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l.AS. il.CO~tiROVE, .. . Editor.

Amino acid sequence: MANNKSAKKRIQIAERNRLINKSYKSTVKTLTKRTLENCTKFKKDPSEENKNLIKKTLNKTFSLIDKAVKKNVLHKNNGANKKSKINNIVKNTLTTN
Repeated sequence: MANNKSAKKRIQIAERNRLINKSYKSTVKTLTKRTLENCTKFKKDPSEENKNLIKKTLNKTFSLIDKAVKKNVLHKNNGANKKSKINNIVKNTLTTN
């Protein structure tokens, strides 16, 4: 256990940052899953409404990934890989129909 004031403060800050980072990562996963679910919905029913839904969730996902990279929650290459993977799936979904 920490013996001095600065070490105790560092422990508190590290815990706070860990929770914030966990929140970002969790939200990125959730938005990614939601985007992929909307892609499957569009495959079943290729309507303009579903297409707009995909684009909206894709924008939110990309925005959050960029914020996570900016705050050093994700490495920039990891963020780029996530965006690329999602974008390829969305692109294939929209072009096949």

NA1TClIITOC IIS ATURTIDI)AY - - - May `29, 18753. Advertising Mates. - - c$ -; I '.jnare..... $ 4 $6 5') Ilt 011) 01.5 o,' )li 10 t nqnareA... 7 (ii 10 00 15 00il 2( 01 23 00 3 squarer... 101 1:1 m) 18 0I1 2.5 0 3'1 I) 4 squares... 1100 I 00 2 t 0 :10 00 s) 00 5 squares... 1701 2:1 00 27 00 : 00 40 o0 II squaras... 2)00 21 011 :e0 00 40"0f 45 00 7 squares... 2300 27,.10 :3; 00 50 0 70 (10 8 squares... 2 09 3:) 00 40 00l s 00 RI, 00 10 squares... 3)0 00 50 00 57 00 1015 00 15 squares... 4301 6') 00 70 0 1(1m (I0 125 100 2011 rqaros... 6:1 o0 t') 00 90 00 125 00 150 00 Transient aulvertisemllrnts $1.50 per squarl'e of IO lines Strevier. first insertion. EaTch subse. quent insertien 75 cents per squlare. 7WNa JIllO OF ICE Is su.pllid with a great variety of type, and work in this depart monti performed with neatness and at mnoder. ar. prices. Terms, CASII on delivery of work. L - -..I- Rates of Subserlptien. 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Persons ordering JOB WORK from this Office, must pay for the same on dieivery of the work. No deviation from this rule. " We. a.re pleased to learn t.1a Mr. Ernest Wilklinson, of Plaquemines prAh; has received' tile appointment M cdlet to the naval school at Anna polls. Mi. Wilkinson is a brother to i). Wilkinson, the polite and gentle .paolay Surgeon of the Infantry Com ty stationed at this point. :i. A. E.'Lemee has been appoint ilNotary Publie of Natchitoches, by oev. Kellogg.., I,,.The war luad in Europe is not dis pelled-as some would suppese, and .pipes iuiark.is,soinewliat less ex -- b in his .demands, we may look lap, from some direction. Such Ei-nk l wty would be ruinous to us of .q particdearly the S89th, as w.;woald hauven ao trko. for our J pitoo.n. s! S. he weather ýontiines to be sued ab s i nrmers- would wish it-almost aectien has been' visited by de . . h-' l showers- aesons as they are J et--whicuh makes cdre and cot sinfe agaln. All oar fotmers M9iqr e Weh lees e*orragnd, sa l pjoebt I iunlatioms, they have rathbreson to be esi. SPWo were pleada to meet upon eudgy last, that genial and polite as , Capt 0. .. Hamilton, of e"'sart Able. He was the " te r of c6ngratuitaton" froni= 4aefho niltests.b Tl*, "bituatlaon' termins uuchang r rl on '.city And paeroehiatl 1 rsthat r ivere iu a piid , tklos, the3 defeated, ý` O e 10 s ueo .ity Couaceilame, : Ha. l.. !The3e Eseraoek Police -* aler.d i plt 0aglat Paydne an, gd the Iaatter will be 'Ieb % 'dll the attnties oftbhe the bargasin r oie ; of. (vppe &d'ayor, in r ayB of clothsig-heap Johnis boith`' i trices style and ta Did detzBall upon their bIu to cQ6 n forward ana make .n. ats i relation 0d they Sey cb e and 4A * than KUM Stheir '4 '3r Utnderstood at Last. With a just understanding of the situation at the South by our north ern bretheren and a cessation of per. secution on the party of malignant party leaders of the radical faction, we may look for an era of prosperity as well as peace. Already has this fraternal feeling developed itself tea remarkable extent in so short a time. The "tidal wave" of "good will" has made itself felt even in the White House and the stubborn President has been at last made to yield to pubhlic opinion, to begin his "unloading of the Shysters." This, in itself, is a grand victory, for up to this moment he has stood blindly and stubbornly still and saw his party driven to do teat and death; a mighty and grand monument of stupidity and iudiffer once amid the wreck and destruction of the "great" party of the Nation. No one can deny that among the causes for this great change none can be reconed of more, or even as much, magnitude than the action of the party satelites in Louisiana. Butler ism, Sanbogiisu, Indian rings, bribe taking (gifts so-called) and the thous and other villainies are but single af fairs in themselves disgraceful; but when the sanctity of the Legislative Halls of a severing State are invaded and the bayonet used to destroy that sovereign government, at that mo ment a blow is at once struck at the liberty of the people and the genius of our institutions. Louisiana then is the rock against which the fanatical horde hurled their strength and npdn which they were utterly wrecked. The idea of losing liberty by a worship of a war hero has at last developed itself to the North and we recognize in the expressions of snch men as Vice-President Wilson, Kelley and a host of others, heretofore lead ing republicans, a returning scue of justice to us, a knowledge at last ac quired that to preserve their own free dom, preserve the republic, a decent and equal right to enjoy the benefits of liberty and government must be accorded to the South. We only ask at the hands of all parties simple justice, we have been ravaged by war; but worse than this is the vile horde of plunderers that has-feasted and fattened upon. us for more than eight years, encouraged, fostered and sustained by the strong arm of government. We have had abuses heaped upon us, outrages com mitted against our persons and liber ties, sufficient to make any people, not educated as ours, hate the very government we live under and drive them to revolt against its authority but no such feeling stirs the blood of any true Southern man, we desirC to prove our loyalty to the Union, our love for the Constitution for which the blood of southern people was shed as freely as those of the gallant sons of the North. Our conduct underall the difficulties we have labored for the past years since the war closed, are more than sufficient to prove tlhese as serfions. Louisiana then under the ;benign rule of he' own Sons, str~ngt ened aind encouraged by the .,leering words of our Democratic and C6nser vative brethern of the North, Will gird on her armor anewand push' herself to the front rank of improvement among her sister 8tates. With a cli mate and soil unsnrpassed :by any county in the world, well may she be termed the "Eden of America." Let her eons make.her all that nature and nature's God intended:she. ehoUld be --blomipg as the rose, tie land of the orange and the myrtle, ta. flow ery gem inthe diadem of tlhe Union. The #.1 known and justly popular Urn, of Carver EiTaylor hpis recdiV id and opened one of the largest and most eeet stock of merohandiaeever [offered in this market, embrauinrg Severything in the hline ofbd'dinat ed to our trade. They are offering'to isell cheap.fer cash; ia: :,faot to:that claus of eustomers, special indue.-, mentsWthtie gltex.- Do not fail to give dicarver & Taylor 'a call before; beying elsewherE. SThe many friends of MAhatle aimLathi Matilda Smith Hyaes wiLfe of Goe. to learn of hor demise, whiT.h took place, after a tingering illnes at her reidentse, in New Orleans, on Friday, 14th-inst. Our neighbor the Sooth Western Telegram, of Shrevoport, whlelh, by the way, is no bad paper, oq the con trary, .althouigh qaieta, deveiah quiet, aIn pblitics,,rnetwithstanding its .rad ical pidiNvities, which- an be a'r counted for bnly Unddr two heads- the respectability of t staff or.tu propllquity of that 'moaster," the Tiames, (and we are more tinolined to the latter head)-is a firaet clas fahilly paper, dont l`'ni16 nur shot into the Mindend Demorat. 9tWe c4only qay a Sani !oution ddi f ' td damn his friends who h1 t~l he damn?." Some one ought to aipply t. tihe I 'pwers tht be,' addmcieettga - 'JThis whisky raid of Secretary Bristow, is not likely to ibe productive of good results. From what we gath er from the press outside of the "tru I ly loyal," it is simply a "put up" job to ruin innocent, honest people, that I a horde of blood-sucking informers may be rewarded. The following from the St. Louis Times "cuts likeI a knife" into his whisky raiders. In speaking of the nany' outrages upon decency and law, which Grant left, deliberately as if unworthy his atten, tion; in the lull now before the cam paign of 1876, to mako a little capital for himself, he proceeds to unload a few pounds from his party. It says: It is the unloading, however, of the shyster. The whole power of the United States government is being I used to make war upon a portion of its citizens who are powerless to help themselves, and who without a mur mour have to submit to arbitrary ar rests, the injury of criminal charges made by accusers wholly irresponsi ble, the loss of credit, the irreparable damage to business consequent upon ºofficial prosecution, the loss of lien I dreds of thousands of dollars, and in the end, and in nine cases out of ten the poor boon of an acquittal, bank- " rnpted in pocket and squeezed as dry pecuniarily by the hordes of leech es, and spies, and pimps that pros e per and thrive in the waters made muddy by the revenue hypocrites, as a lemon is squeezed of a mid-summer night by i patient sick of a fever. The present whisky raid-begun -simultaneously in a dozen cities, and heralded forth with a roar of loyal newspaper artillery as loud as the real cannoin of Shiloh-is already one of the most stupendous farces of the 1 period. That the government means to rob somebody befobe it gets through there can scarcely be a doubt. When a monkey is king, what must his min isters be; and when a beggar is oen t horseback, what a terrible gait he must ride. There are men who deal in whisky to-day in St. Louis, men who are identified with St. Louis by every tie of commercial interest and business investment that it is possi f ble to'imagine, men whose honor is above suspicion, and whose traffic in whisky is, legitimate and honest in every way, who will be utterly ruin t ed by this drunken political raid. See a how the signs of the gutter put out D even from the steps of a throne. Everything that was corrupt, that was venal, that was hurtful to his ,I party, and dangerous 'to American liberty, Grant let pass by nureeoguiz- 1 ed only to know the amount of his profits and interests therein. This t whisky bIlsiness however, is a mat r ter which is too largely extended to be made injurious to any paying friends, because those who are strick gen are most likely tow innocent and 1 I honest people, and hence anti-ad. ministration. His logic is good, but his sense of justice most atrocious. The general government has no right -to war upon its individual citizens, S much less to prey upon them and de o your them whenever it is deemed necessary to make a political corner in public sentilment. It should not f begllowed either, under the pretence o of exposiig frand, to drag worthy i business men into disgrace or bank h ruptcy. For fifteen years it has been Sengaged in just such a species of San bornism an connected with the mann 5 facture of whisrky. Its ruined vic. II tims are in every city and State of o theI. nion. It has pald premium to scou~arelism throt8h i.ts, system of blacknuail, and' it i inmade perjury a posliession more desirable than land oiches. All-powerful, a, lavw unto Itself, in le hands ofshystees greedy d inuiins, and impectunious and tenth ' "hte .~nodpecripts, the .,gov6rnment g Jias g externsivelyhithi thep swind. lingbn iess of late, that tfay myake S(oto n for all . these :iiggaris and IflaZaronf. Thle only cIre'fot the ctn cer is Democraec, and it will be a year yet Igore all who 'go sick and i- n paid ean get at' this healing medi ciane. Meanwhlile tliere imay be"ten e thou'sand deaths. l'he maudlin •display of virtuous · indignatten by +the radical. press SNorth' alle fitih by Spencer, of ,labamia, for hi sho:comings du rig the election, in that State, in -87; hbis use oftroopsI, Marshals, 'di., is"quite refreshbing,; but at thle ame tie,1 Rardly ,"thick" enough to t&ake iP an•y, save the smost gulla r ble. Spencer is a hortror; a demon I Inhuman form, and for such conduct . as arreeting inq4.eit men, and steal Sing government bacon, wl;ih hIe is ,t suend to the faithfifto secre his own ielectin,; delahdeYs' imaliediate action, * apd ho e oamjiitia i J .;peidlled from 'the e8iatet Of oarse, Cavalry rai tliroughi Louisiana, marching troops into' fLtate Ihouse and dos Stroying a .8 tt.;government, to say Snothing-of the' "Midnight order," the s swiindling of l Returning Boanrd, are k thliagesoft'mcil mi'fior importance to r Ithe.r s-d4u I manner in uwhich , 8peaeb: acted tosecureo..bh iseat i the It'8. Seenate and give his vote "to "i f.rd .;''Oeoumrse eixpeI sp8n n o~r,and giioMa . ells the Surejy ,orship of tim portof New Oleanns, . and to est -the clima-, decorate ( sweet" Packilard with the "'grand c.9O",, , , . I We learn from the New Orleans 1,ca tihat at a fall ~caucs"'of the Cutism houe party, ineluding 0ov. o armouti. W_;iw definitely settled that Temn ,adderson should boI.tlhe eandi*ate",F the Republiean party dr : bvrnd6,in 1876, . This ias a ric tfr.. as, wj th4ik Anderiion w'ili m auke +ttnt MgIooda, -aas ansy one ftheerelhhht * ' spiek up, mid is of 'rim: gll$M eaVctier ahsayi k histre 0heer4 pperis t.he. e tt a Ill. She flterest .,o tiha ilovely +The COatuDialbilding'in Phila-: tb 1OEtm frs len tb by i .'b; :mverIlmbg ore i. ++tbe, . Vindk.ator .. How Jetties are'Made. The work of conistructiifg jetties is much simpler than most petople sup- 1 pose. The general idea was that it a would take a very long time to im- a prove the mouth of the Mississippi I by this means, but the contractors ore confident that it will require a few months to d~inonstrate the ptractica- I bility of the work, and to obtain de- I sired results in the way of a deeper i channer. Parts of the work, such as terminal piers, etc., may require some I time for completion, but it is an en- i couraging feature of the plan that the main object, a reliable outlet, will be I achieved, if at all, in a much shorter i time than by any other system. That being secured, so that vessels can ( pass in and out, the finishing touches may be put on at leisure and without obstructing commerce. The manner of constructing jetties is among the simplest of all engineer- t ing works. The material and plan i at the South Pass will be very near ly the same as those used in the river Maas, in Holand. The materials will ( be willows and stone, with scarcely I anything else. The willows are bound in long bundles, nine to twelve inches 1 in diameter, and these are called fas cines. Other material than willows c could be used, provided the branches I are long,'lender and tough, with few ( leaves and ne lateral branches. They I must pack close together and yet not I be rigid. Of these fascines, large I rafts or matrasses are constructed at the place where the twigs are cut, and I floated down to the mouth. After 1 being towed to the spot where they I are loaded with broken stone and g sunk. The lower raft or mattress I must of course be the widest, each succeeding layer narrowing toward I the top. The work will thus he com ' posed of alternate strata of fasciues ' and stone. The sides of the work 1 thus formed would be a series of t steps, but these will be covered and I the incline made uniform by broken I stone or rip-rap dumped in. To be i short, jetties are nothing mere nor t less than levees raised to confine the J channel; the only difference is that being under water they most be of such materials as will withstand t the wash of the water. The work 4 will nearly all be in very shallow water, and eat of the channel, and I the sinking of a mattress of fascines ( in such a place is avery simple affair. Sinking these rafts and dumping stone in shallow water along a line of guiding piles is about all there is of the practical engineerinlg problem. I The magnitude of the work consists I in the immense quantities of materials to be used and the distance they most be transported. I We do not think it proper for any newspaper to say aught against religious denominations, I but when they carry their acts to extremes, something must be done to check it. The Baptist (colored) church here has been reported to us by all the citizens living in its vicinity, as being almost a nnis ance; the night meetings being complained of, which are kept up until two and three o'clock in the morning, accompanied with a cho. rus of howls that would put to shame the most devout of dever ishes! The matter has, time and again, been referred to the Mayor, f and he has been asked to inter pose his authority and give the people in the neighborhood some r rest. Religious denominations have perfect liberty in this country to Sworship a' they see fit, but when this worshi~is carried to the ex Stent of disturbing a whole com Smuit3y, thatt. community l . at I least the right to complain, as we do now for them. The howls of the admistration or ' gans, when some honest republican Sacomes South and gives his candid f opinion of masters as they are, are . fearful to contemplate.. Vice-Presi Sdent Wilson, Judge Kelly, of Penn sylvania, and nueroasu others come Sin for a share of the 'slosh-bucket. SWhen. such men as these are abused . for "free speebch," we don't wondetat I the amount and quality that has been t heaped upon us. - --*--~~-~- - For the noble words that were aut tibred by ex-President Davis, at Hbus ton, '~xas, he is deservling, and will i receive the thanks of his people all p over the Bouth. 'Already the filr g minded Northern jeodrpais have com; phlimented him, in flattering' tpims i uphtS his 'loyal and manly tterances. eo We ofthfe South,. have always bad e faith in his patriotlim,' rand that he, s with as, ae0pted the results iof the Swar in goodT'aith, and we areonly a now beginning to me that our, ene * mba are at last eonvianced of hi sina esrity. - In adversity, Mr. Davis shows that i, pure, noble and lefty patriotism, e which so distingaished him when he d led the flower of the South to war, and ruled the Cabinet of her nation. The dawn is breaking upon us, and to Suse his noble words, the plirelples e for which we contended, are peace - folly re-asserting tlrem~slvea s. SWe give this week, the eslasion V of Blhnt's testimony before the Con ' gresional Committee last February. II As a 'matter of record, it -should be e preeved b -our people for a monu ment of hideous, unadorned lies, it Sstandi unrivailed, and yet this mt !aa ihe' braes ompudence t& canvert thredugh our .streets in allu the pridrard glorious cireasustanee of a tpower is gone from him, we i aroiishpjy to say, i.nd never more till Mr(V) Senator: Blunt- rally-.his -flails upon these hlls agaia. Ske a-ij. Origin of Exrinent Men. Some of our newspapers are fond of ij placing before the public the origin of rich men. YWe thiink the poor ones should have a chance; so we relate ithe following brief facts for the en- or i couragement of others : c1 John Smith was the son of his fath- in er. lHe fornlrly resided in Stoke n Pogis, and other places; but he has ar moved to the penitentiary now. fie William Smith was the son of his mother. This party's grandmother ce is deceased. She was a woman. John Brown was the son of old se Brown. Thoe body of the latter lies ti mouldering in the grave. tip Henry Jones was the son of a sea- tip cook. William Jones was the son of a gun. as John Jones was the Son of Temn- n perance. In early life Gabricl Jones was ac tually a shoemaker. He is a shoe maker yet. Previous to the age of eighty-five, Caleb Jones had never given any si evidence of extraordinary ability. He has never given any since. Patrick Murphy is said to have l been of Irish extraction. James Peterson was the son of a ui common weaver, who was so miraca- at lously poor, that his friends were en couraged to believe that in case the ch cricptures were -trictly carried out, lie would "inherit the earth." He co never get his property. John Johnson was a blacksmith. I he died. It was published in the I papers, with a head over it, "Deaths." It was, therefore, thought he died to e gain notoriety. lie has got an aunt sli living somewhere. Up to the age of thirty-four, Hosesa w Wilkerson never had any home but th "Homd, Sweet Home," and even to when he had that, he had to sing it ft himself. At one time it was believed that he would have been famous if le had become celebrated. He died. He was greatly esteemed for hisimany virtues. There was not a dry eye in the crowd when they buried him. Pameroy's Democrat. a7. As an evidence of the closing of the bloody chasm, we see that the 17 Secretary of War has withdrawn op- or position to decorating the graves ofd Confederates upon Decoration day. dr This is as it should be, let us togeth- es er visit the graves of our heroes, to ' strew fresh flowers over them, to drop i the tear of sorrow, and testify there- X by our appreciation of what they did o1 and suffered for us. No feeling of m animosity should exist while we ný mourn our dead; all sectional bitter neus should be removed, and we each should, with loving hands, deck with sweet garlands of remembrance the tI: heaving billow that marks the last tI resting place of our heroes; better, ly 5 far better, than costly monuments t4 of marble, which minister to pride T ) alone, is this beautiful custom, these di 3 floral offerings, the humble, heartfelt ri tribute to those who died in defence w of their principles. For with an equal splendor rt The morning sun rays fall, n With a touch impartially tender s On the blossoms blooming for all Under the sod and the dew p I Waiting the Judgment Day, Broidered with gold, the Illbe Mellowed with gold, the Gray. But bow about the record of 1861 ?t SWhere are those men who sought to *destroy tlhe Union ? Some of them live on our soiell in heroic marble or bronze, and others ire in the halls of C Congress. How different the treat e meont .accorded to traitors now and then 9? What will history &say of Da- C vis, Lee, Stephens, Tombs, and hutin. I dreds of others-the same history " . that damns the memory of Benedict 8 Arnold 9? If these men are forgiven- and they appear .to be-in twelve 4years, why is it that one hundred 5 e yetr have not been forgiven Arnold t While the guns are firing, patriot- C ism. exalted in these centennials, why should not the mantle of charity and " Sforgivenese be thrown over the brave- d Sof the brave-Benedtct Arnold?- Wild Oats. tI e The above is a· lingering equib a from tihe pop-gun of a Jackass. No ' man with braiins or feeling would be guilty of penning such an attUeios , sentiment, worthy only tie brain of d STs'ory. Arnold Iras bth 'a rebel against his governmenat, Egland,and , a traitor to his ptliciples--"'Davis, a SLee, Stephens,-Tombs, and hundreds a of others," were. ~iwur, and ftheir b inames will live in hiatory with mail minished luaster when some, aye, Smany, of those plaste-board patriots g II of the North will have been forgot- o Iten or bereminembered only to be exe -crated. FThese are the men who keep alive b'Wi bitter feeling, when it a shoul, be smothered with the kind , Lmantle of obltvion.; i7,lt people l ieo their heroes whb itlll live,~and a Svenerate the memory of thrse who . e have departed, and in that list of 7 napes theyeos oan who will live en- b shrined in the hearts of the Southern b people to the end of timen- The name I1 of Lak' is mmortal, and men will Scherish his memory' ,ad history re ," cord his glory while language exists. t r, The grasshoppers are down on . bleeding Kansas it seems, and have a entered upen their usual destraction sl tfour. Much suffering will be the eon - sequenoe, bat we take this occasion to give the people of that insect cars ed region a bit of advise,'and that is, a to come to Loubeiana where we have ,. no grasshoppers, and where mire re r. ward can be gained by the tiller of a the soil on one acsere, than on four ?n s. Kansas. it la Mat. Wells in the Surveyor's ofsce 9 of the Port of New Orleans, and Term SAnderson as Governor of Louiasisha, a will be a ftting reward to two of the 4 greatest scoundrels that ever disgrae- t Sed human shape-proven before the, Sbar of public opinion as helats and , is swindlers, they are well worthy the j ionsideration and snferage of the a Radical party; I. Moncure vs. Dubuclt. f Jt:Ib(M1 IIAWKINS 1)ISMISSES PAI'I..N- i TIFF'S CLAIM. ti Before the Superior District Court, o on Tuesday, came Ip for trial the I1 case of Morenure vs. Du)uclet, where. it in the former applied for a manda- 11 inmus to compel D)ubuclet to step down it and out of the State Treasurer's of- tI fice. a First in order for trial were the ex- e( ceptions filed by the members of the p Returning Board and D)ubuclet himi- ' self, settingforth, as the chief grounds, i, that the court was without jurisdic- a tion in determining coqtested elec- N tious. The exceptions were maintained, I and the case then coming up on its b merits the Court refused the manda- v mus and dismissed plaintiff's claim. MINDEw, Lt., May 17th, 1875. R. W. Taylor, Esq., Natcbiteches, La. DEAR SIR .--Please ship us to Con. tl shatta, care Abncy & Love, the barrel n of insulators, two coilt wire, and the ai spikes on storage at Grand Ecore. We concluded not to open an office c until we reached the river; our hands cl are now 8 miles from Coushatta, so oi that you see we will have the road cleared and poles up through to Ceu shatta, in a few days. We have been considerably delayed on account of 01 so much dead timber to clean up. It gi would not do to let this go undone. If we did, the line would get down too often. Please also advise me of the exact distance to Alexandria; the " shortest and best route to extend the P1 line from Natchitoches down. We fe want to make arrangements to extend w the line as soon as possible, and is T there any points we could open an of fice between the two places. We an ticipate rtaching Natchitoches by the si 15th of June. Yours Truly, J. L. BUCHANAN. 81 NATCIITOCHES, LA., May 24th, 1875. J. L. Bacluhann, eiq., Minden, La. F DAR SIR :-Your favor of May N s 17th, just to hand. In reply, I have t( .ordered the materials on store at w r Grand Ecore to be shipped as request- to ed. As to the best route to Alexan . dria, I have ascertained that the short- PI eat and best route for you to follow would be the beaten road. I can give yen more information, however, ai ' by a personal interview with you or - Mr. Davis. I will also add that in my I opinion, Cloutlervillo would be the d f most desirable point for your compa ny to open an office. Very Respectfully, R. W. .TAYLOR. 14 Judging from the average tone of p the northern press, we mean of course, a t the Radieal press, they have sudden- d Sly discovered what we. all along con B tended, that we were a loyal people. a a The conduct of Louisiana last year t , did more to convince them that the ' t restiveness of the whites of the South . was not caused by a desire to enter a into a second rebellion, but from the ' rule of thieving whites and ignorant t negroes. We agree fully with the Shreveport f7mec, that the Southern a people are more loyal to the flag and r government, than those blatant deme- a gogues of the North, and time will prove the correctness of the asser- i tion. I r We learn from the New Orleans i Times of the 19tb, that the Custonim ! House crowd is commencing already I d to prepare for the coming campaign. . Caucuses are held daily in Packard's t and Casey's offices and every offort will be put forward to secure the t State for the "truly toil.n " We think their efforts are fruitless I e -the reign of the thieves, liars and I d sconundrels, of which the- radical par Sty is composed, is fast .drawing to a -cloe, and, 'unless our people make i ,ai or madmea' of tllma elv2'the d neot election will result in their total dideemature.-Shreveport Timens. :' Some little stir is manifested in this section, but we understand that b although the colore4 men "got the o w6rd" as in th formet haleyon days 0 9f radicalism, but they heeded not, 'a nor did they coine. The "bugle blast" f days of thieves and robbers are.over, I and no more to "their ringing sound" d will the negro-rally. They .qgo lave SI felt the weight of the incubas, mad me wor ouat with the ruleof these 'ir bid me,.'; , Oar friends of bled River parish, ~ ground to death anmdr the. seubeus of the'.iatchel ring, are very mxa ' ions to have that parish broken up, P and the slices taken ef otters, return It ed. This is a matter calling for im d mediate attention, and it salbuld be -e the duty of our Legislators to destroy, d at thenext seessioo, adl these paished" to formed by the tladIeals as "starting f points" to reward thieves. We shall ' have something to say in relation to Sboth, Red River and Grant parishes at a length, neit week. B- Webog to refer.our readers to the a. two letters wtrhich .i pubished glse where in relation to. the telegraph n line. This will be eheeritng to all re people of enterprise, that the com-i in pletion of this line is so near, and in I a few days we will be assured com n mounication with the outside world. 5 4, Notwithstanding the hard times Se our young people are-njoying them. " selves in fishingpatmies, pick-naicks, of dances, &c.; this isa.. it should be, rn take life, no matte how dreary, as it comes; "laught to-day, for to-mnorrow , you may dien." m Ohio seems the last hope of theim SI hopeless Radicals; they long to hear 3e from it something to cheer them in - their mighty effort in 1876. At this eo moment, the thing most wanted is some one to beat oev. Allen, the e IDemocratic "war horse," and they Io are looking around generally with but little hope of success. HIis vacillhatirn. ~rlJi . hernan in New ()rl:utle und:r threats frr,ni the Con. se vlat ive. that Ithey wvoull break up the wholc scheme n f of compromise unq less they wre l0 t niitted to put their own consntructiozzn upon it, han cuhli. nated in at aterat to jIstifr thel, in the total disregard of his oft re. peated opiniom tha:t their cent ca ,a, illegal and in direct v isltiojn of the terms of the comn ronise. lie hal acted in a very strange and inconsist" ent manner, and comphlctely diesa pointed the Riglmiicans of this Staits who at one time reposed the ' implicit confidence in his judgi~n and fairness.--N. 0. Republican Mr. Wheeler. Mr. Wheeler ought by all menas have consulted the Republican ma before he wrote that letter. It is very sad.-N. O. Times. We have a slight idea of what stir the philosophy of the Republicas $ made-what "judgment and fairanst the gang it represents demand-.-a. rell, Wells, Anderson and that s, are "gentlemen all" to the Repli. can, and so is any one who will lp, cheat or swindle to benefit the pet of great moral ideas. We do nota.p. pose the whining of the "thieves Own will in any way disturbe Mr. Wheeler, or will in any way detract frg twlt gentleman's character and standing. The office holders undea Graat are running the "third term" part o tol programme for the "great silemt,Sgh follow out the wishes of that psr with faithful resemblence to hi.gu. They were completly dumb hi 1Ie~ Hampshire, silent in Connecticut al silent in Kentucky the other day, save a slight whisper to make Grant speak in which they said that Gant did not want a third term-so ths thought. Business is too dull to talk et Nothing in fact doing in our quiet town. Farmers are as busy as bee with their crops, and do notd tfin to come in and trade. Crop pris pects quite cheerin g. The dirty Beacher trial draws m an end, and we can hope that tlie press will be relieved of the shameM details of the nuisance. TinE D.oER of Foouxo w~tr BREACH LOADERS. - When brri loading rides were first intilraii among the Kickapeo Indis, -Ihm principle upon which the nespf are construceted was not exactly7 der the barrel of which opened aj1-t rear with a spring, and was at to the stock with a hinge. The got it open and put the eartridge mf then lie was deeply perplela know how to get the barrel its place again. After maklin dry futile efforts, he abaMndou;ae t attempt and carried the gun I with the stock hanging -lese. r,~ wthought he would use it as a elti 4 any nate, even if it wouldn't thuS. One day, soon afterwards, he h w. engaged in a disenssion with a s. rapahoe Indian-prohably ps sI bject of a third term for GTStV sonlething of thait sort-andt~l .. tempted to convince the other lu man of tie nnsonndnessof'i by whanging him over thle hesd the demoralized gun. As the struck the noble savage it shntm end of the barrel with a ploded ithe cartridge, ad i. a minute that exasperated the Kiekapoo section of the Je Ametiean ~ndian nrce was arond in the happy hunting in a eondition of unfeigue& ast ment. His bereaved famil l to load up that sacred rel departed head until they had a few lessons, but now, when as rapahee Indian presents . J opinions concerning third I such things, they lerforate him erly.--M Adler. A NoroTroUs MAlr TunarP ED Dr TilE P IDmmE .--I Habel, who pleaded uilty fo 1874, to the cbarg of boxes ht ths and whowo' tenced by'Jd ~c • United ltates Cret was paro esrdaby _. iident, upon tin mu dl _ I the Hon. Lysm Trqmain, ~ = David Wilter, the Hon. H. W ry ad, as the pardonstates,'i bher of stolen letters sad a ei key would onlock any letter boh 1a_ ceity were found u·pn bhl, adi P whose business it was to pnoeiF mailssakidthathe was the meng pert letter bo tbhlet ever ptSnr this conatry. .Lo In strongly condemning this p a United 8tates omdelal statedi day that, prior to blis aot ro hing letter boes in th.l f jir, Sfrt m Chfcb sb UC wid'ys, thatiferiminala like him. w! t pardoped after serving but o -i I primson, the United Stateiod u - acourts might as well be ele~ad l - t same odleial also msaid that th r ~ din had some' political sdaith which wold yet be madq: appI . *,-,,,w,- ;-! "Xow WnAT Ann Wi to SEditing a paper s anice baluI. Il we publid jotkes people say ws - I rattleheadd. If we omit Joue my we are an old foessil. Ifwe i lish original matter they damn P Snot giving selections. If we S - • solections folks say we are ItM not writing something they I#O W read in some other paper. If woli a man a compllmontary notleBLb ensured for being partiaL . I Snot give complimentary notices , say we are ashog. If we do notati to the wishes of the ladies dthe pI Sis not fit to make a bustle. t remain in our ofice and astteudtW. ' business folks say we are teep to mingle with our fellows.' If we oat they say we never attend t Oa a busin a. If we do not pay oar 13_! r premp~ly folks say we ae not to truste. If we do pay promptlj i Ssay we stole the money. If we. 5 poor clothes folks say basineassis I If we wear good clothes they a7 l a never paid for them. Now, what 5 we to do t SSecretary Bristow's favorits ..rr "Stills, so gently o'er me stealing.